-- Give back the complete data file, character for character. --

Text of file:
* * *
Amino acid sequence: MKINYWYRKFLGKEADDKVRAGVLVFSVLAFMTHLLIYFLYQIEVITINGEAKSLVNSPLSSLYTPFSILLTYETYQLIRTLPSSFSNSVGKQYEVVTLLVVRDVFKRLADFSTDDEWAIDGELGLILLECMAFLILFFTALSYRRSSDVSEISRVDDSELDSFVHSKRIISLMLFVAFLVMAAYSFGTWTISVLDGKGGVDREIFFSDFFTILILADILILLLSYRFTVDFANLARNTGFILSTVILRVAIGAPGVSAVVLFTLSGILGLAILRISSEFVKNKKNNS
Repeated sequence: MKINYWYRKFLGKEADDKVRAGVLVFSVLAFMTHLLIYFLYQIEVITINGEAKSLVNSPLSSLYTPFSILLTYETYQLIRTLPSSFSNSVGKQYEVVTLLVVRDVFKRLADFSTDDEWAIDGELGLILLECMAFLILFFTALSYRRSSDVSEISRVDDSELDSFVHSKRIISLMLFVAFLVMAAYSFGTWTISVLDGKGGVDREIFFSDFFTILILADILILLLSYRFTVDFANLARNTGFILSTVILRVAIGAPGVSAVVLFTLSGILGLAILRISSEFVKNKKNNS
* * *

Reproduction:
Amino acid sequence: MKINYWYRKFLGKEADDKVRAGVLVFSVLAFMTHLLIYFLYQIEVITINGEAKSLVNSPLSSLYTPFSILLTYETYQLIRTLPSSFSNSVGKQYEVVTLLVVRDVFKRLADFSTDDEWAIDGELGLILLECMAFLILFFTALSYRRSSDVSEISRVDDSELDSFVHSKRIISLMLFVAFLVMAAYSFGTWTISVLDGKGGVDREIFFSDFFTILILADILILLLSYRFTVDFANLARNTGFILSTVILRVAIGAPGVSAVVLFTLSGILGLAILRISSEFVKNKKNNS
Repeated sequence: MKINYWYRKFLGKEADDKVRAGVLVFSVLAFMTHLLIYFLYQIEVITINGEAKSLVNSPLSSLYTPFSILLTYETYQLIRTLPSSFSNSVGKQYEVVTLLVVRDVFKRLADFSTDDEWAIDGELGLILLECMAFLILFFTALSYRRSSDVSEISRVDDSELDSFVHSKRIISLMLFVAFLVMAAYSFGTWTISVLDGKGGVDREIFFSDFFTILILADILILLLSYRFTVDFANLARNTGFILSTVILRVAIGAPGVSAVVLFTLSGILGLAILRISSEFVKNKKNNS